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 Emergence of Feminist Perspective in Recent Indian-English Woman Poets

Indian women poets writing in English from Toru Dutt to Kamla Das reveal the mind-boggling variety of theme as well as style that poetry is capable of offering. It needs to be remembered that poetry written by women need not be viewed only as feminist poetry. In fact the belief that one is a woman is almost as absurd and obscurantist as the belief that is a man. However, literature by women tends to get marginalized because of the disparate tendencies of reception to their writings.. In writing and particularly in writing poetry women are allotted personal but not public space, a private but not a political or rhetorical voice.

With regards to the new trends and techniques in women’s poetry there is a remarkable movement connecting the domestic with the public spheres of work. Increased metropolitan activities, sophisticated life styles, globalization, urbanized influences of pop, disco and cafe culture, Anglo-Americanization and the public and convent education of the present generation of women poets have made their poetic language, chiselled, sharp, pithy and effortless. The deconstructive strategies of narrative and conceptual frames, along with the simultaneous assimilation of pan-Indian elements have made their poetry a formidable area of study and research. Other than the skillful use of standard poetic devices, the semiotic, symbolical and metaphorical properties of language help to emphasize the feminist strategies of interrogation. The fissures and fragments of post-modern life are questioned and reflected in the highly experimental diction. The problems of sociological vis-à-vis literary politics, of gender inequities of margilization and sub-humanisatione of women, of their social and artistic exclusion and of the dominant need for inclusion and democratization, all contribute towards the distinctive character of this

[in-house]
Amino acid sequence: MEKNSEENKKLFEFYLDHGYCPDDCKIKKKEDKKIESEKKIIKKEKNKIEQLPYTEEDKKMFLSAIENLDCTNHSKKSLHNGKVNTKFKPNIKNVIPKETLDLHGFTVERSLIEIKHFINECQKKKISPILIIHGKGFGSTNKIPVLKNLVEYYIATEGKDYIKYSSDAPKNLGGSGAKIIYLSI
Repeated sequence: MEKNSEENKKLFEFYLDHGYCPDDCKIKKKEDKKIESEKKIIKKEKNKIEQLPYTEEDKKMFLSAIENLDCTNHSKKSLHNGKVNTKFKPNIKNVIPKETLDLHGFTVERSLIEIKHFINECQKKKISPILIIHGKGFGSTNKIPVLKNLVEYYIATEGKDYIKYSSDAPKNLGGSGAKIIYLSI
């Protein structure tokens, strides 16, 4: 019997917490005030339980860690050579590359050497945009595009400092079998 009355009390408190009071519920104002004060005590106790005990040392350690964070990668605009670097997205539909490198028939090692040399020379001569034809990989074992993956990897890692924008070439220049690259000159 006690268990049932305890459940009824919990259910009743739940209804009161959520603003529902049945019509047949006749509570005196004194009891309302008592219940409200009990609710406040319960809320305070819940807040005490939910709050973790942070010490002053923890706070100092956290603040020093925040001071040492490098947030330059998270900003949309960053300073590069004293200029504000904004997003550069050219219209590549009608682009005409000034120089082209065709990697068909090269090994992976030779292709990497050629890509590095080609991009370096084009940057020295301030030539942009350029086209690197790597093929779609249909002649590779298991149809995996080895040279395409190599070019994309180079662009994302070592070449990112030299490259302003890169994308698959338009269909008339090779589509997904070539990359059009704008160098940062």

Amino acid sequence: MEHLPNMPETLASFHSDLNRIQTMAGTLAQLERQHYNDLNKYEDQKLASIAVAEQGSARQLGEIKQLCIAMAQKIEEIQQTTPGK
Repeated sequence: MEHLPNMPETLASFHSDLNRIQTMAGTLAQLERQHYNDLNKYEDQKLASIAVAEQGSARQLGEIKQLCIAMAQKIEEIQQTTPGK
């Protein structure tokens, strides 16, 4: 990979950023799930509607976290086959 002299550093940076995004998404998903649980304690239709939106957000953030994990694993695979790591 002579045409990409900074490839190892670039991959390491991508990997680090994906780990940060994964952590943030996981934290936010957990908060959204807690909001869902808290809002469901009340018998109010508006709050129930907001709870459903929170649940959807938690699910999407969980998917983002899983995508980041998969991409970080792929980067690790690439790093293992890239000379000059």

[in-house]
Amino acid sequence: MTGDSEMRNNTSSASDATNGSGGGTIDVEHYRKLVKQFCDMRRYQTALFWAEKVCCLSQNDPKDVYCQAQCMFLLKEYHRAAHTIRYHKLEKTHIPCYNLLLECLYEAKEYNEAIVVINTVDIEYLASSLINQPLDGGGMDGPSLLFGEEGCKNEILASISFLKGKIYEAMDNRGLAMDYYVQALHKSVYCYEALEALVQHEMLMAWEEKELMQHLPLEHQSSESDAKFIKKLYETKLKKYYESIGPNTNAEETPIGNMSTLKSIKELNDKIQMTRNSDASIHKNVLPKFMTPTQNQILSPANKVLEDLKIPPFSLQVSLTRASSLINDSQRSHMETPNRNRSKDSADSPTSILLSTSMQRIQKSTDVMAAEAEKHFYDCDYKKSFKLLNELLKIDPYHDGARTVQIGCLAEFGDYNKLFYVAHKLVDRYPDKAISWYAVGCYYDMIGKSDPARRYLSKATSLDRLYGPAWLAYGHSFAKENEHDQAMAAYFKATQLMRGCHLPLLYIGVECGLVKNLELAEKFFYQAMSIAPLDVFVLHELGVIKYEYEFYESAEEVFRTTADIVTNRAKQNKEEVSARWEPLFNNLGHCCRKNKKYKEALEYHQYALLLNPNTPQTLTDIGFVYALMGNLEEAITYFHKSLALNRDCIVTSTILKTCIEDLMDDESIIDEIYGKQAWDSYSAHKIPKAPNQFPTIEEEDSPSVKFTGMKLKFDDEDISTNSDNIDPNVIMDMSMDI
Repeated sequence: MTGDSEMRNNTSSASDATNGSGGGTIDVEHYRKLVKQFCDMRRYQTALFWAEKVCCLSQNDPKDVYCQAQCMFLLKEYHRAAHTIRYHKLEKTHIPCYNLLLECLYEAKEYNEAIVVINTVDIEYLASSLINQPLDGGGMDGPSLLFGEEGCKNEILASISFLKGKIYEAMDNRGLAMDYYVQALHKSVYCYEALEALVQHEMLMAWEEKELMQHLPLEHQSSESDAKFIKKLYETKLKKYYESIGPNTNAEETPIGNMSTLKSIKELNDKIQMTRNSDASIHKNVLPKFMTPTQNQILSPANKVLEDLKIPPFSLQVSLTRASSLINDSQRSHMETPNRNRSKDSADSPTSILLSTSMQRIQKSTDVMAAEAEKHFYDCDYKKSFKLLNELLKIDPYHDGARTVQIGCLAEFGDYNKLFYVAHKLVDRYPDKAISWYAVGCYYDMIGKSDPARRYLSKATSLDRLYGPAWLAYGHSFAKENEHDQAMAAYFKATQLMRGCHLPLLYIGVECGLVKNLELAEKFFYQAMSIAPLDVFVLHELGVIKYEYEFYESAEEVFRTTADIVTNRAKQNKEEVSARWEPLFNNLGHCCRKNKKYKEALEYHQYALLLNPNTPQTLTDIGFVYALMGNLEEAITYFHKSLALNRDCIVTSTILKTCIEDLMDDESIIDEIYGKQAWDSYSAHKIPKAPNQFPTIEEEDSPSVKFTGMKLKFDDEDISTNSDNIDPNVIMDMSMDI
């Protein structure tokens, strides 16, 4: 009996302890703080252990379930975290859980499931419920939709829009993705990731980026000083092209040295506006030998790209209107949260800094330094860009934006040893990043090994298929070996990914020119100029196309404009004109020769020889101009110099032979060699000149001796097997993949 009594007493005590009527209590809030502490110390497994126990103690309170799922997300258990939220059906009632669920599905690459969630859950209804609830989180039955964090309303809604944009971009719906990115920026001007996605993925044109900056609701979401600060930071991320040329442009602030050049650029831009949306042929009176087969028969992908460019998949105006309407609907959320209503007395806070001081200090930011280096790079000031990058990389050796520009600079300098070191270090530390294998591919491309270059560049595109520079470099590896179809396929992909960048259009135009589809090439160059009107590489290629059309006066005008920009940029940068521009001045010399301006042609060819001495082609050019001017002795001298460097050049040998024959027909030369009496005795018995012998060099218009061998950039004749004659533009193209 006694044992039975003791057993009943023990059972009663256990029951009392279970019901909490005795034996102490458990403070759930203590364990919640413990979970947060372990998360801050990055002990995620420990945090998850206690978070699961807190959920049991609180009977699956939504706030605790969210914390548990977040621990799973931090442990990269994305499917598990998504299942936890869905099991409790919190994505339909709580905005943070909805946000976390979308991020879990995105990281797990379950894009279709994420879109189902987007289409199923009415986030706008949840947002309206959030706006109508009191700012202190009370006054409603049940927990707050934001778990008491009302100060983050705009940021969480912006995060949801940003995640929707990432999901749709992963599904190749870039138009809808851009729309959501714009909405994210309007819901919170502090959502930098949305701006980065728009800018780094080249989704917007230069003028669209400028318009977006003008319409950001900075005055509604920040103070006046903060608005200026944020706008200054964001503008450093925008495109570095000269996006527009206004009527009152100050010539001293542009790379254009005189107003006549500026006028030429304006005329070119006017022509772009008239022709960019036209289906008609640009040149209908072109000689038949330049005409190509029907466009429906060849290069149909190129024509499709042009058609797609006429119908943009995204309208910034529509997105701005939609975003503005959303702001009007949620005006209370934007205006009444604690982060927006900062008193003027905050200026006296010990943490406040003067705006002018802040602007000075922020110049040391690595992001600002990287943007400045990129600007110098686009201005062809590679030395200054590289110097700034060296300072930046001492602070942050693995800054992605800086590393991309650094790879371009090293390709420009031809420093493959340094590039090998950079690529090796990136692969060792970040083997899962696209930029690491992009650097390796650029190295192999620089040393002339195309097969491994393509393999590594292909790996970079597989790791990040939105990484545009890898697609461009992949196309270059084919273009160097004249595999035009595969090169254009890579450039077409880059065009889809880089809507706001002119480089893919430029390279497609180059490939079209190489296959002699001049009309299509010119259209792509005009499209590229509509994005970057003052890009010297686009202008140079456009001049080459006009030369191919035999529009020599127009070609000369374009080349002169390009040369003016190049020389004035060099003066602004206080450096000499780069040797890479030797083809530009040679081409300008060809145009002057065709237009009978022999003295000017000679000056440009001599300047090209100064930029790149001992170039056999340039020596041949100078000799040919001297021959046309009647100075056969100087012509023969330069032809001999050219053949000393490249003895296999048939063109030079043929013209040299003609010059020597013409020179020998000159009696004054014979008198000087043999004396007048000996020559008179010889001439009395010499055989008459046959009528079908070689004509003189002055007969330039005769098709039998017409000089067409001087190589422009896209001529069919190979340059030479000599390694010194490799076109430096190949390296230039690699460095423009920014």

poetry. For the first time, mapping out new terrains the poetry of such Indian women poets bring forth the suppressed desires, lust, sexuality and gestational experiences.

This new poetry is new forms of new thematic concerns of contemporary issues has changed the course of human civilization as the country entered the new millennium.

As such, it does not remain isolated from the global trends and can be corroborated by the fact that it has incorporated itself the manifestations of the feminist movements that swept through Europe, America, Canada, and Australia since 1960s. At the same time in India appeared the poetry of Kamla Das (b. 1939), Eunice de Souza (b. 1940), Mamta Kalia, (b. 1940), Tara Patel (b 1939), Imtiaz Kalia, (b 1940). Charmayne D’Souza (b. 1955), Sujata Bhatt (b. 1956).

Tejdeep Menka Shivdasni and a few other women poets who not only totally upset the phallogocentric discourse of Indian English poetry by introducing in it a new array of thematic contents in new voices, but relate their experiences in their art from a broad spectrum of styles.
Kamla Das is one of pioneering post-independence Indian English poets who have contributed immensely to the growth and development of modern Indian English poetry.

Her poetry could be divided into three categories-positive poems negative poems and poems about her grand mother and ancestral house, leaving aside of few poems of some minor observations. The love poems where she expresses her happiness and the poems where she expresses her resentment against unfulfilled love may be termed as positive and negative poems respectively.

“The Freaks” is a negative poem in which love turns to lust. The woman in the poem complains bitterly against the attitude of her man because there is no love between them and what keeps them together for a moment is the lust of the blood. The physical appearance of the man is repelling to the woman because his cheek is ‘Sunstained’, mouth ‘a bark cavern’ and teeth ‘uneven’. There is no love between them and as he puts his right hand on her knee, “they only wander, tripping/Idly over puddles of Desire”. ‘Desire’ here is personified. It stands for lust-mere carnal desire devoid of warmth of love and affection. Thus, the Woman asks angrily :